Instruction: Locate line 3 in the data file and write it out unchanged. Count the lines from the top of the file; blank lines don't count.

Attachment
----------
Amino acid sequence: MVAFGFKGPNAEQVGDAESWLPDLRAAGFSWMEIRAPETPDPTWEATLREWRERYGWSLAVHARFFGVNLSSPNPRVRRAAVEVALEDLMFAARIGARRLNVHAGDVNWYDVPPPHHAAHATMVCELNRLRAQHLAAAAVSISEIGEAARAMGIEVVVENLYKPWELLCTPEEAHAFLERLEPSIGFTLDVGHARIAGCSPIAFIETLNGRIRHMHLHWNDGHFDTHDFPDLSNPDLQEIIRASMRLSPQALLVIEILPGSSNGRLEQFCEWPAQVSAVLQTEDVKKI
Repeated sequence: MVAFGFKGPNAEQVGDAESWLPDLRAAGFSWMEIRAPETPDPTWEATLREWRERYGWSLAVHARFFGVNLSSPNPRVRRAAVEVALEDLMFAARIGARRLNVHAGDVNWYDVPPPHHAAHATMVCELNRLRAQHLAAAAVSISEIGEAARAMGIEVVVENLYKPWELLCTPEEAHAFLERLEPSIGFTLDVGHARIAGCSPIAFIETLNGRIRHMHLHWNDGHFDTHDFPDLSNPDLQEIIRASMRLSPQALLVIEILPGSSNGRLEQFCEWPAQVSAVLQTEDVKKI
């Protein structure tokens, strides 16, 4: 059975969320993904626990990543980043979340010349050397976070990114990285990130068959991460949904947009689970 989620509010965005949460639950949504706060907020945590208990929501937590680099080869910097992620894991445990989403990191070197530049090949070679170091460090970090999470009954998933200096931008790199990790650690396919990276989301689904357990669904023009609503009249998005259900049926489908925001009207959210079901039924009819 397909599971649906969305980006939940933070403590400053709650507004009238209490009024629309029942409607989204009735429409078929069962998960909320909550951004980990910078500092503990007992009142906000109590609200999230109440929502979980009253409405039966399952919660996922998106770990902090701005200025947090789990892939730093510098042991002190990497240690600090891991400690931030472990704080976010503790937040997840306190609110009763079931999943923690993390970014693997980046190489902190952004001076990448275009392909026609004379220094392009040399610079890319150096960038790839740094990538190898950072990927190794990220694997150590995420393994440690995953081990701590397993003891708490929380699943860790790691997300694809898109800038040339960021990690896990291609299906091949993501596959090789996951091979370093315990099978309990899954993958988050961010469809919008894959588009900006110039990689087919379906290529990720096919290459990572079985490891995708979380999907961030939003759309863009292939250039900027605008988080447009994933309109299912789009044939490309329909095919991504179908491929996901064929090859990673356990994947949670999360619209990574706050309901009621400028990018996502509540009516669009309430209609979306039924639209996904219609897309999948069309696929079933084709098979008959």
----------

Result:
């Protein structure tokens, strides 16, 4: 059975969320993904626990990543980043979340010349050397976070990114990285990130068959991460949904947009689970 989620509010965005949460639950949504706060907020945590208990929501937590680099080869910097992620894991445990989403990191070197530049090949070679170091460090970090999470009954998933200096931008790199990790650690396919990276989301689904357990669904023009609503009249998005259900049926489908925001009207959210079901039924009819 397909599971649906969305980006939940933070403590400053709650507004009238209490009024629309029942409607989204009735429409078929069962998960909320909550951004980990910078500092503990007992009142906000109590609200999230109440929502979980009253409405039966399952919660996922998106770990902090701005200025947090789990892939730093510098042991002190990497240690600090891991400690931030472990704080976010503790937040997840306190609110009763079931999943923690993390970014693997980046190489902190952004001076990448275009392909026609004379220094392009040399610079890319150096960038790839740094990538190898950072990927190794990220694997150590995420393994440690995953081990701590397993003891708490929380699943860790790691997300694809898109800038040339960021990690896990291609299906091949993501596959090789996951091979370093315990099978309990899954993958988050961010469809919008894959588009900006110039990689087919379906290529990720096919290459990572079985490891995708979380999907961030939003759309863009292939250039900027605008988080447009994933309109299912789009044939490309329909095919991504179908491929996901064929090859990673356990994947949670999360619209990574706050309901009621400028990018996502509540009516669009309430209609979306039924639209996904219609897309999948069309696929079933084709098979008959």